Vaccinated People Can Travel, Says The CDC

Vaccinated people can travel safely, according to new CDC guidelines released on Friday, but must continue to take COVID-19 safety precautions while doing so, such as wearing a mask in public and socially remote.

The expected guidelines are being issued as US COVID-19 vaccinations increase nationally and as the summer travel season approaches. About 56 million people in the United States, or 16.9% of the total population, are now fully vaccinated against coronavirus, and 100 million people have received at least one dose of the vaccine.

“We now have several recently published studies documenting the true effectiveness of COVID-19 vaccines, so today we are publishing an update on our guidance for fully vaccinated individuals,” CDC Director Rochelle Walensky told the White House on Friday. . “Fully vaccinated people can resume trips at low risk to themselves.”

He added, “For example, fully vaccinated grandparents can travel to visit their healthy grandchildren without taking a COVID-19 test or self-quarantine, provided they follow the other recommended precautions while traveling.”

But, he said, as COVID-19 cases continue to rise nationwide, “I will generally support general travel.”

The health service has so far issued sparse guidance on what activities can be safely resumed by vaccinated people. Last month, it released safety recommendations that allow vaccinated people to meet indoors without masks or with another unvaccinated household if they have a low risk of serious illness.

Here is what the new CDC travel guidelines say:

  • Fully vaccinated people can resume their home trips. They do not need to be tested before or after the flight and do not need to be quarantined after the trip.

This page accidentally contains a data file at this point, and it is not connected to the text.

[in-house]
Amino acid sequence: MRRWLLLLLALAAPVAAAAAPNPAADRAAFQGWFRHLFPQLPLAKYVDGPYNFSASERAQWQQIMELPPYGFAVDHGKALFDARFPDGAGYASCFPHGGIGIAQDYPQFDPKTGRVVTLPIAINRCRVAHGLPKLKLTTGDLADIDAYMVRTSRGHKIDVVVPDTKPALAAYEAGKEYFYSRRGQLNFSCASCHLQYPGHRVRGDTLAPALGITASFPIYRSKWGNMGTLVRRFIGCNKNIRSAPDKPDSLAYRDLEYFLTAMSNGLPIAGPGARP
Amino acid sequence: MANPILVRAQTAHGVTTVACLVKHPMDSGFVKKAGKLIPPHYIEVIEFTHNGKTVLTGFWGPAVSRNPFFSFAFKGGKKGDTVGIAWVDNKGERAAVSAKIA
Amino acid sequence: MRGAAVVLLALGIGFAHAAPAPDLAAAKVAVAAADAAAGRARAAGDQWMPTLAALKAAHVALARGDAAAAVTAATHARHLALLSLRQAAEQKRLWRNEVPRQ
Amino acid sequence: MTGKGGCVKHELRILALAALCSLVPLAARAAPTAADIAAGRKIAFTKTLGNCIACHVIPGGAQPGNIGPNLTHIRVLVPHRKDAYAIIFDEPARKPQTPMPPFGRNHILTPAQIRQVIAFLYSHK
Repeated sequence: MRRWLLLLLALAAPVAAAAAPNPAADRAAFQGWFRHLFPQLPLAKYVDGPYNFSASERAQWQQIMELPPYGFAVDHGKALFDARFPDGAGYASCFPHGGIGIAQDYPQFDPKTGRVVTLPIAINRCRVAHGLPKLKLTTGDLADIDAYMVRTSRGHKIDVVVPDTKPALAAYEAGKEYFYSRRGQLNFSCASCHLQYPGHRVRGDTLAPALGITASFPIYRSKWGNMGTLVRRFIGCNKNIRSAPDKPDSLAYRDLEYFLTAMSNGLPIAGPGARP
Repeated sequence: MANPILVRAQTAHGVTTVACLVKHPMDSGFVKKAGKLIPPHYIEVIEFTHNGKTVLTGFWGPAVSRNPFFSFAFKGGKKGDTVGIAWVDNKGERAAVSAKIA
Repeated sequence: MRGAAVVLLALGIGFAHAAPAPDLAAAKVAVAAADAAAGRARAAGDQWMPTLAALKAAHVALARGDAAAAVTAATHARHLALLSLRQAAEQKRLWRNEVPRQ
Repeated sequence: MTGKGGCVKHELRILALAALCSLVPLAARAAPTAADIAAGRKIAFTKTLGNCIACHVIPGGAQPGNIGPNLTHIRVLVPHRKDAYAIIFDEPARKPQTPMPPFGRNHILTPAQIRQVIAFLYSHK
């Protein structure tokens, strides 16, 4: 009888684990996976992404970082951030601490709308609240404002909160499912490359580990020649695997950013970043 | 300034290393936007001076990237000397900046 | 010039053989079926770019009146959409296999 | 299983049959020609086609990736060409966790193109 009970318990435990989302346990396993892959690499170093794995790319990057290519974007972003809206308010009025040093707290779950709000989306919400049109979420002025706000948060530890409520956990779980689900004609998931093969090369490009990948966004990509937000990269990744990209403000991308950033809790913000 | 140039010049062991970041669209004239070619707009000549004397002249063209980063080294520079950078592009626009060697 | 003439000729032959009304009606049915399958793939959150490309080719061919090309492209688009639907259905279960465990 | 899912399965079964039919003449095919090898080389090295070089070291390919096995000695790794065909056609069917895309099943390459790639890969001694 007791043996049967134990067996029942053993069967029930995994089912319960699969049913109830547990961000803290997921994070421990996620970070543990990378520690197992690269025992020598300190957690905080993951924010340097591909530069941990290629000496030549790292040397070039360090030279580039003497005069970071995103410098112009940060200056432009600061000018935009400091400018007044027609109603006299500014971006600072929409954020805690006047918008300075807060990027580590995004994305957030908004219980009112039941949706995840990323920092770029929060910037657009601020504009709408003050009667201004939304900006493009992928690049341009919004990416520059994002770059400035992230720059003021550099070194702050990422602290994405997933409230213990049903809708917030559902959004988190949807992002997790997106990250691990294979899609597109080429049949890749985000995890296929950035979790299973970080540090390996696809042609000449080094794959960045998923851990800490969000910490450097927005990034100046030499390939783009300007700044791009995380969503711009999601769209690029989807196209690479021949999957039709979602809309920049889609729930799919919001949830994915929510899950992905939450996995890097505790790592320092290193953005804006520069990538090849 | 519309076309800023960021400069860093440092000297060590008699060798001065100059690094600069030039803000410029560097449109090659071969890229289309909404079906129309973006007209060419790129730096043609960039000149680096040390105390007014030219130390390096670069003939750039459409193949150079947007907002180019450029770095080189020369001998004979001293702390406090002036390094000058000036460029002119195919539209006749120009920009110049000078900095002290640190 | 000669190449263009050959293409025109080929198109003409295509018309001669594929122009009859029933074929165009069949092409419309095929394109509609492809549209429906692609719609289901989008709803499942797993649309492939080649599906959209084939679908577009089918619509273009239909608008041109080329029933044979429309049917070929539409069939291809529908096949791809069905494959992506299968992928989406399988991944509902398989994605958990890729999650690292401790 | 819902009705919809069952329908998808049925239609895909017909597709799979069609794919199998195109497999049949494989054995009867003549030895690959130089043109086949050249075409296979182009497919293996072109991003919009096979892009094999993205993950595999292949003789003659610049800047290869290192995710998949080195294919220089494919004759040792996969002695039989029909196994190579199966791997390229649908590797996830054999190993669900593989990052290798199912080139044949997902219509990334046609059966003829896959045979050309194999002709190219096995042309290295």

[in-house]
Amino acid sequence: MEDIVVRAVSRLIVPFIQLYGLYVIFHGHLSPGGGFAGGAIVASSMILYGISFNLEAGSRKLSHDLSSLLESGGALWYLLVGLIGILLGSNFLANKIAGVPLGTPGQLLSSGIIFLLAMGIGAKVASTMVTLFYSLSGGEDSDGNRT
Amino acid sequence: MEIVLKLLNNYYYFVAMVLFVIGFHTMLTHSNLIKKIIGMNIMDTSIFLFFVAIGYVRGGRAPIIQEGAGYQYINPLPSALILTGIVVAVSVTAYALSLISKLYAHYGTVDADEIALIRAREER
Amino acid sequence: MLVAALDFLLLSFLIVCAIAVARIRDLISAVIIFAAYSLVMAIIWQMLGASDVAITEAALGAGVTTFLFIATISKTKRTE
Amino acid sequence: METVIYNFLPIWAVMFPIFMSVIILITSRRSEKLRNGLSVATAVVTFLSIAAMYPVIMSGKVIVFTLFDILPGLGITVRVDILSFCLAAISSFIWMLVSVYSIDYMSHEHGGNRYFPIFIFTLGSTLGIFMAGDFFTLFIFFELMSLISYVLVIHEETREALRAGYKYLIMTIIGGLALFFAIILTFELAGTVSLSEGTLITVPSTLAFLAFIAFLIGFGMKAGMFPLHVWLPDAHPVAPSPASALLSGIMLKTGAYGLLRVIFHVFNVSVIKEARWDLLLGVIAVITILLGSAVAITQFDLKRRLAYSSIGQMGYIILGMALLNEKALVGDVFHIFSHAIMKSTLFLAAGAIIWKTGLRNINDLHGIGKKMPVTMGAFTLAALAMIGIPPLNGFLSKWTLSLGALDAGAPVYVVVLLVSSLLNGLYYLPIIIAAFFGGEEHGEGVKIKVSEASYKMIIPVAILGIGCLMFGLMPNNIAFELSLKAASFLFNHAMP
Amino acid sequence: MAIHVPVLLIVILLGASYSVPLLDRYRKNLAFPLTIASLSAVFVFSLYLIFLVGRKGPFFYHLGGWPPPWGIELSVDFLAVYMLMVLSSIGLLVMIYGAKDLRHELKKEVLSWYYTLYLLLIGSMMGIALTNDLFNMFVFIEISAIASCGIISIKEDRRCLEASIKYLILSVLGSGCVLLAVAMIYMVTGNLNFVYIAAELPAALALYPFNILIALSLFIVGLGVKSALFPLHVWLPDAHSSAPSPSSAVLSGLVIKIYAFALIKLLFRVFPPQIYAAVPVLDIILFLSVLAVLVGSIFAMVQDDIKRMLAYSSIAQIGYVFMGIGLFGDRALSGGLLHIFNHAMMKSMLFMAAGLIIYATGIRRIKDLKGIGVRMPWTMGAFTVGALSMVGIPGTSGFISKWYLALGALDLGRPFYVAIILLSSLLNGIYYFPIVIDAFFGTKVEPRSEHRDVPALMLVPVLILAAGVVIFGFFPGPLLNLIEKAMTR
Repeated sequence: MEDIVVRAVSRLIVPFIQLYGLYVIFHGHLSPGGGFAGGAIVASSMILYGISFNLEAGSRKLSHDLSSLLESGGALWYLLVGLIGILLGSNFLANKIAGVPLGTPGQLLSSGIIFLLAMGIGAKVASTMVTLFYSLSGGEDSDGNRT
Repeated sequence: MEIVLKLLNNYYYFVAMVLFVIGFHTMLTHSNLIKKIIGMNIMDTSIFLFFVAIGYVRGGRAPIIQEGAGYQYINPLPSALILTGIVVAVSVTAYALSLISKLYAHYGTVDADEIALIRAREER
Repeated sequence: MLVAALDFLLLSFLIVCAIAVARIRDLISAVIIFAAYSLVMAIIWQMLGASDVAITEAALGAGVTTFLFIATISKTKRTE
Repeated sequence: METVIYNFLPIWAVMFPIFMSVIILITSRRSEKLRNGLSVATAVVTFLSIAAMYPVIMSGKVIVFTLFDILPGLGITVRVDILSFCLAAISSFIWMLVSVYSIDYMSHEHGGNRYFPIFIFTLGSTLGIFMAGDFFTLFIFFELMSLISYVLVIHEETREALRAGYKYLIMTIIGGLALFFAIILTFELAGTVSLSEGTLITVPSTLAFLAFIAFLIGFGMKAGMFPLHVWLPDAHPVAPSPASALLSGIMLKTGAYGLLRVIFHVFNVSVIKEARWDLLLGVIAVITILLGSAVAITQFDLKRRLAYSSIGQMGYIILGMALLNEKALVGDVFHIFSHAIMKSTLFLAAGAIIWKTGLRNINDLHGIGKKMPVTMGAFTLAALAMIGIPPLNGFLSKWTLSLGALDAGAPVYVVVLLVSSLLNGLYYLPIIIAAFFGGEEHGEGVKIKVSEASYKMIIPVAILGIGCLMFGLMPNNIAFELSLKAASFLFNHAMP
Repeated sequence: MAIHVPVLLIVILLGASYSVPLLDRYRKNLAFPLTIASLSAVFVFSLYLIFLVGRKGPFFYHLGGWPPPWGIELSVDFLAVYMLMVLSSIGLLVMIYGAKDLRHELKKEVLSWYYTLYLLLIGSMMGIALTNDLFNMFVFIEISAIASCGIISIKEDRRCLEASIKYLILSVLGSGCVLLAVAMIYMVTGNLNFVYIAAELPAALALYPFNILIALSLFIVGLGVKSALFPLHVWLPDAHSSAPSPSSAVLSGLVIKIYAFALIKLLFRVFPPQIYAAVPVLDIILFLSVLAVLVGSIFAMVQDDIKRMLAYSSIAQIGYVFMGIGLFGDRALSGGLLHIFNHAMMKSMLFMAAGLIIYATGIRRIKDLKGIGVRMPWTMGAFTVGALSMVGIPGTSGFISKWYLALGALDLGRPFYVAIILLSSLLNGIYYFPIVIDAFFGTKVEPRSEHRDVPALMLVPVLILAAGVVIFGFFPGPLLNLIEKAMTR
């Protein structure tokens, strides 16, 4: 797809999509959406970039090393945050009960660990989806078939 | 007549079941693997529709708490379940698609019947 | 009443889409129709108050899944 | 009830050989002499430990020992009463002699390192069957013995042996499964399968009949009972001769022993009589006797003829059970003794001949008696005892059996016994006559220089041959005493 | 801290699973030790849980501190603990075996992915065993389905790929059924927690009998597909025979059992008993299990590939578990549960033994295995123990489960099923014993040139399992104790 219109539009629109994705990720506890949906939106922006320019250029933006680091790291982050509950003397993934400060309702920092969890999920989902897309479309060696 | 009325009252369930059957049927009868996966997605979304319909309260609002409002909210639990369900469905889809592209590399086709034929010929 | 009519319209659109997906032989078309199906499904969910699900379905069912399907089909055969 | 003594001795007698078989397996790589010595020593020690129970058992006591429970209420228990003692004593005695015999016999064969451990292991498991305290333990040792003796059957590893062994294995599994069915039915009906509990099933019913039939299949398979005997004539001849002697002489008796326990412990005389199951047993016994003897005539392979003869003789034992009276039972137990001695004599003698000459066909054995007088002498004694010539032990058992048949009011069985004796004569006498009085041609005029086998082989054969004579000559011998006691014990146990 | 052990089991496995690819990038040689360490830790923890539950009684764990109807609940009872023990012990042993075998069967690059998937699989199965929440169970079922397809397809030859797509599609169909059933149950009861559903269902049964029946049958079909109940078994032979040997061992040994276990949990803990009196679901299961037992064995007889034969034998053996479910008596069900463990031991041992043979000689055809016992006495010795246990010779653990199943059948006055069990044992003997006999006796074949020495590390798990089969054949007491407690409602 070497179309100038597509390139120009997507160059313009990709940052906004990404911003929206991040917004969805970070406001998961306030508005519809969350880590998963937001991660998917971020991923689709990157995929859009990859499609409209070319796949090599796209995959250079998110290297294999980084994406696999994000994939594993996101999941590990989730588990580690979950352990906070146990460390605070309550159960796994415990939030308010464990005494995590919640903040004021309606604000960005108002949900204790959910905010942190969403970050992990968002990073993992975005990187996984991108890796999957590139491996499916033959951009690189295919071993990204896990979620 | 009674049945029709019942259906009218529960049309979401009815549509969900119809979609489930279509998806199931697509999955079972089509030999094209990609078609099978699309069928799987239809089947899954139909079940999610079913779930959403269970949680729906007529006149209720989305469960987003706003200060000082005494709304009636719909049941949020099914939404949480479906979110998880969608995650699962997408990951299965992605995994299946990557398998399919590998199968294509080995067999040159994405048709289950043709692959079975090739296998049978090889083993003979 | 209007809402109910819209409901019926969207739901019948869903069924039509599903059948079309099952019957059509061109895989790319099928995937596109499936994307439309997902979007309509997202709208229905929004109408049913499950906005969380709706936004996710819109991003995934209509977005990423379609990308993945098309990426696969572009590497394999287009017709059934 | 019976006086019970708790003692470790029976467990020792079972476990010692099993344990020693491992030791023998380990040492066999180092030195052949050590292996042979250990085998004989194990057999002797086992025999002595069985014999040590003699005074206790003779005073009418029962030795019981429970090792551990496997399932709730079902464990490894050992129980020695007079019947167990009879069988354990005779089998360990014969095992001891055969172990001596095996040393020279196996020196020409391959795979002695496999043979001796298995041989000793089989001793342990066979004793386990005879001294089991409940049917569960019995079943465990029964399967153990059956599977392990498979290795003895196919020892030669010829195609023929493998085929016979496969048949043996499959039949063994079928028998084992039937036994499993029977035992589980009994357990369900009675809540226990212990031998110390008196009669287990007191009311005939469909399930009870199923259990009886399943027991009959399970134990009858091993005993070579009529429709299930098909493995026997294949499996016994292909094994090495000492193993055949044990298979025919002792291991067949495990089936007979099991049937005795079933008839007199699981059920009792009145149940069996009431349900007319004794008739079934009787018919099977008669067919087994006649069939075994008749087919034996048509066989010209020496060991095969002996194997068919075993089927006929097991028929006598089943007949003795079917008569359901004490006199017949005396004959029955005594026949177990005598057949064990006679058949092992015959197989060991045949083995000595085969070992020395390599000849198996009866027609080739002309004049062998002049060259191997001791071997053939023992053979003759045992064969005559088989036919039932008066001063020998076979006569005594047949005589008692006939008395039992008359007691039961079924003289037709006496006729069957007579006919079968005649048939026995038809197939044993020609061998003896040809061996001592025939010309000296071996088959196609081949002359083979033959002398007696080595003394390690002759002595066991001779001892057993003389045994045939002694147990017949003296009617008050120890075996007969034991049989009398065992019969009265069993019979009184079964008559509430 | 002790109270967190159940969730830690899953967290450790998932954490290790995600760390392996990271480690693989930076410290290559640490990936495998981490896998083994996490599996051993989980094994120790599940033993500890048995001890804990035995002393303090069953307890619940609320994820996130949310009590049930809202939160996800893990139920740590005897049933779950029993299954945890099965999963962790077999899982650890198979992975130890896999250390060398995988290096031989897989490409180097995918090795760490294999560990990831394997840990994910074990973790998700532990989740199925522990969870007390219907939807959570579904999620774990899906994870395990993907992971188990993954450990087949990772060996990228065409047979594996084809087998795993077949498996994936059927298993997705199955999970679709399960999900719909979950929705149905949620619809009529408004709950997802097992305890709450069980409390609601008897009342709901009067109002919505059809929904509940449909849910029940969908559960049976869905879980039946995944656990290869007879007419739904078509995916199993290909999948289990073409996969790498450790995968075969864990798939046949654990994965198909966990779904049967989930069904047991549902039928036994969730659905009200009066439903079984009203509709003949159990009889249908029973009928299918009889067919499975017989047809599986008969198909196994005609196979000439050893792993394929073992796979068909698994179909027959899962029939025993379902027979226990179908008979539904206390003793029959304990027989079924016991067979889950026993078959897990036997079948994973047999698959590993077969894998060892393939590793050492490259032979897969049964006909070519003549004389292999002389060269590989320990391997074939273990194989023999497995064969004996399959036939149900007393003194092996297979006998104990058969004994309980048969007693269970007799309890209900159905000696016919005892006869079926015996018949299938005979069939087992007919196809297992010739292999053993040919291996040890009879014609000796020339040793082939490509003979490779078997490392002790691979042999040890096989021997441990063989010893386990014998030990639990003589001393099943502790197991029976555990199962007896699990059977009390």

• Fully vaccinated individuals should continue to take COVID-19 precautions – such as wearing a mask in public, social distances and washing their hands – while traveling.
  • Fully vaccinated individuals can travel internationally without taking the COVID-19 test in advance, unless required by the country in which they are traveling.
  • Fully vaccinated individuals do not need to self-quarantine upon their return to the US unless required by state or local jurisdiction.
  • Fully vaccinated people traveling to the US from a foreign country should have a negative COVID-19 test before boarding their flights. They should also be tested for COVID-19 three to five days after their return.

Last week, data from health care workers released by the CDC showed that widely used two-dose vaccines appear to prevent 90% of COVID-19 infections, a very effective percentage, which added to the confidence of experts. of public health in the downloads. In particular, the finding that the downloads prevent asymptomatic cases, which are believed to play a major role in the spread of the virus, has boosted confidence that the restrictions on vaccinated individuals will be reduced.

Individuals are considered to be fully protected from the vaccines two weeks after the second dose of Moderna or Pfizer-BioNTech vaccines, or two weeks after a single injection of the Johnson & Johnson vaccine.

Masks are required on airplanes, buses and trains as directed by the CDC, as well as at airports and other travel hubs.

States in the United States report a worrying rise in cases, which Walensky has warned threatens a fourth increase. On Monday, the CDC director attributed the increase in cases to the large number of unvaccinated people in the US, states that rushed to reopen, the spread of more contagious variants and increased travel. Other experts say they are optimistic that as vaccinations continue to grow, especially among the elderly and other vulnerable populations, an increase in cases will not lead to as many illnesses or deaths.

“We are in a life-and-death struggle against the virus. And the war on the virus is far from over, “said Jeff Zients, the White House pandemic chief on Friday. “Even as we vaccinate a record number of people, we have a lot more people being vaccinated and we are seeing an increase in cases.”

He added, “We are working to put an end to this pandemic as soon as we can, but we are not there yet. That’s why we all need to do their part. “

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